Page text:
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Golf Courses Suffer from Hurricane Sandy, but People Suffering Worse
Though five weeks have passed since Hurricane Sandy, for some neighborhoods it might as well have been only yesterday. "It was the second 100-year event in the last two years," said Governor Andrew Cuomo, and he was right.
Seawane Underwater (All photos in this
article are courtesy of the Metropolitan Golf Association)
One-hundred and eleven homes in Queens burned to the ground; whole neighborhoods flooded by 30-foot swells; transportation around the region immobilized for weeks; a quarter of New York City without power for week (longer in some outlying areas); shortages of gas, food and emergency supplies; 55 killed and countless more lives disrupted; and a swath of devastation across the entire Eastern seaboard. "The breath of God," some called Hurricane Sandy.
Initial estimates of $50 billion in damages were inadequate. In mid-December the bill for New York City alone exceeded an estimated $60.4 billion, with less than half that amount insured.
With that as a backdrop, the damage to golf courses seems inconsequential.
"While sports do help us heal, it's too soon to be thinking about that," opined Miguel Torres of Middle Village, Queens, whose neighborhood was miraculously spared much of Sandy's fury, but who will journey to Staten Island to help family members who weren't so lucky. "It's like they said in the movie 'Twister' - it missed this house, and that house, and came after our family instead."
A Tree Crashed into the Clubhouse at Engineers
It's true - rich and poor alike were affected. Disasters care not for race, creed, color, religion, political affiliation or anything else. Everyone agreed: With all the devastation left by Hurricane Sandy sports just weren't that important for a while.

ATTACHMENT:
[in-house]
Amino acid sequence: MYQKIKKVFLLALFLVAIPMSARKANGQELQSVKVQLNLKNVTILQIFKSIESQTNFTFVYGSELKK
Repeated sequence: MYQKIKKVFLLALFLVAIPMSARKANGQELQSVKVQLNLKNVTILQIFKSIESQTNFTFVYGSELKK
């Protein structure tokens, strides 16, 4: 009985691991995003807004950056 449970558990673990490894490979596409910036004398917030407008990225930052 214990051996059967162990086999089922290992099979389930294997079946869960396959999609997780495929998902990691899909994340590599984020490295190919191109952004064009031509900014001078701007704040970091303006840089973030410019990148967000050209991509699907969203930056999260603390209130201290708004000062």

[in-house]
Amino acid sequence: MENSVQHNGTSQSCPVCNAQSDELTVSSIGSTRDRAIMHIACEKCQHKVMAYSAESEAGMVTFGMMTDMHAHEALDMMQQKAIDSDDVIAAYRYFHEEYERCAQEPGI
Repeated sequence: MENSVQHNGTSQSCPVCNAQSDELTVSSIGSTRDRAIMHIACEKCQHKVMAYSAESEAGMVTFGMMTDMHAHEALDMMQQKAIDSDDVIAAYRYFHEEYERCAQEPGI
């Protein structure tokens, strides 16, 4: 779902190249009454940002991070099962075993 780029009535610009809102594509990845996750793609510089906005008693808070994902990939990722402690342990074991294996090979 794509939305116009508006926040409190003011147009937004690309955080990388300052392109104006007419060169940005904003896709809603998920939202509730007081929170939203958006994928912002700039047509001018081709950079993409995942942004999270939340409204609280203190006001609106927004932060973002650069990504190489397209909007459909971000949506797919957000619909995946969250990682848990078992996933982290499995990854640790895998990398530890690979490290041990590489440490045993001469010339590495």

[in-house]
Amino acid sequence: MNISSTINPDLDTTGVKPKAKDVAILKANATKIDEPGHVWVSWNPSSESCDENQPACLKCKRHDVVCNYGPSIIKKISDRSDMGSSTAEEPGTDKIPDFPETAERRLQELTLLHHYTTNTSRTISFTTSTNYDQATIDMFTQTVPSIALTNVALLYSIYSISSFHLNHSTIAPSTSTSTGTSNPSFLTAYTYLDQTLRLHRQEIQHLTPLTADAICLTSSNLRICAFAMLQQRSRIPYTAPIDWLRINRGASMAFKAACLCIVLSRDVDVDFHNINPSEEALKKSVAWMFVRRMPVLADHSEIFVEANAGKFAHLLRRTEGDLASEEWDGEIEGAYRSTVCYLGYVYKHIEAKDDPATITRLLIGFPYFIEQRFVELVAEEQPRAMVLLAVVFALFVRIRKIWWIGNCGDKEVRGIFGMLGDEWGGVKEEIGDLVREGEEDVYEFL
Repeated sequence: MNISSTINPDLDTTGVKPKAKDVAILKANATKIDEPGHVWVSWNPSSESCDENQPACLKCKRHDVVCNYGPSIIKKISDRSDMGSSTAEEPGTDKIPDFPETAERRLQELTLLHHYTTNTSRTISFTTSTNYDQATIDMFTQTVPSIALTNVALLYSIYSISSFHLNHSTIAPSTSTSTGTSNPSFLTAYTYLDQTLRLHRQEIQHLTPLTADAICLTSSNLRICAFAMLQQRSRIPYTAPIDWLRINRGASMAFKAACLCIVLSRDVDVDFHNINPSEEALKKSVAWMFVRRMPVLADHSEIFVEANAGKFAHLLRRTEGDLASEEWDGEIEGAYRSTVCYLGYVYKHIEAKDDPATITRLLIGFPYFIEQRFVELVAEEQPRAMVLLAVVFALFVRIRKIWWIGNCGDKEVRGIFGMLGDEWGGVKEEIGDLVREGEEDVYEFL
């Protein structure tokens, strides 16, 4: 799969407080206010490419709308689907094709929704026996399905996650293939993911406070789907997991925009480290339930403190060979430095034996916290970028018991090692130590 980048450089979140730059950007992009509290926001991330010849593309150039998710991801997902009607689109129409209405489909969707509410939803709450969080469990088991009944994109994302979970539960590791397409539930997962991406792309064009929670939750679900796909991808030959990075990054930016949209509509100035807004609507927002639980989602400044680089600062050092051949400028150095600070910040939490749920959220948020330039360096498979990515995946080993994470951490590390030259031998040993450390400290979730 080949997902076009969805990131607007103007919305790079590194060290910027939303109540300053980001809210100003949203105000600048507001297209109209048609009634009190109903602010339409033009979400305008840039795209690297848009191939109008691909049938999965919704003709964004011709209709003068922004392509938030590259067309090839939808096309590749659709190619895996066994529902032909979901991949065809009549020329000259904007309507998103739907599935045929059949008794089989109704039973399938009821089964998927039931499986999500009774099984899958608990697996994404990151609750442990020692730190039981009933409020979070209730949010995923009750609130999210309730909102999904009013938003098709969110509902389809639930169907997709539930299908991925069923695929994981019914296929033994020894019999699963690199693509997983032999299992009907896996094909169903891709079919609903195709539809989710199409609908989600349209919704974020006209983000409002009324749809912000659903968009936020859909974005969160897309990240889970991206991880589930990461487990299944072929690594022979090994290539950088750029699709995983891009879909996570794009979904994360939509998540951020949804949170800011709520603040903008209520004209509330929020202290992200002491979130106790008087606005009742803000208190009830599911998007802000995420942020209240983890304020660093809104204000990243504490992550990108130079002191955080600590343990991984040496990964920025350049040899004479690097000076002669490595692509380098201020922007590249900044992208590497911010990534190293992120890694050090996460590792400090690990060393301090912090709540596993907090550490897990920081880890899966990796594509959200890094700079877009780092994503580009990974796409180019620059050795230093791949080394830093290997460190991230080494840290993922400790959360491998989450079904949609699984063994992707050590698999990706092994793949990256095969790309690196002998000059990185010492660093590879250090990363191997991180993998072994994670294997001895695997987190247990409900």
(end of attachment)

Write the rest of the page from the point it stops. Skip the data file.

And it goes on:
But while golf can't help the people affected, golfers can. Take Golf Digest's Ashley Mayo, a young rising star of a writer and a gifted tri-athlete. "I've got toothpaste and other items and I'm passing them out in S.I.," she posted on Facebook and Twitter. Then she helped flooded homeowners clean the water out of their homes. She'll return to storm-devastated Staten Island next weekend for more relief efforts. "Broken-hearted" was the word she used when she saw the extent of the devastation.
NYC-area golfers Bruce Moulton and Chuck Cordova also helped with relief efforts, trading their Saturday morning tee times for shovels. "I'll have plenty of time for golf later. I'm a life-long New Yorker, and right now, my city needs to recover. I have to do what I can to help," said Cordova, who helped dig out the homes in Breezy Point, which was burned to cinders in a fire caused by Sandy.
Moulton's family lost power for over a week. But they were lucky compared to many in the area, so many of which went without light and heat for a month. "It's shocking to realize how close we all are at any time. Just a little further south of us, people's buildings were flooded three stories above ground," said Moulton. "I'm only too glad to help. Some people's lives will never be the same."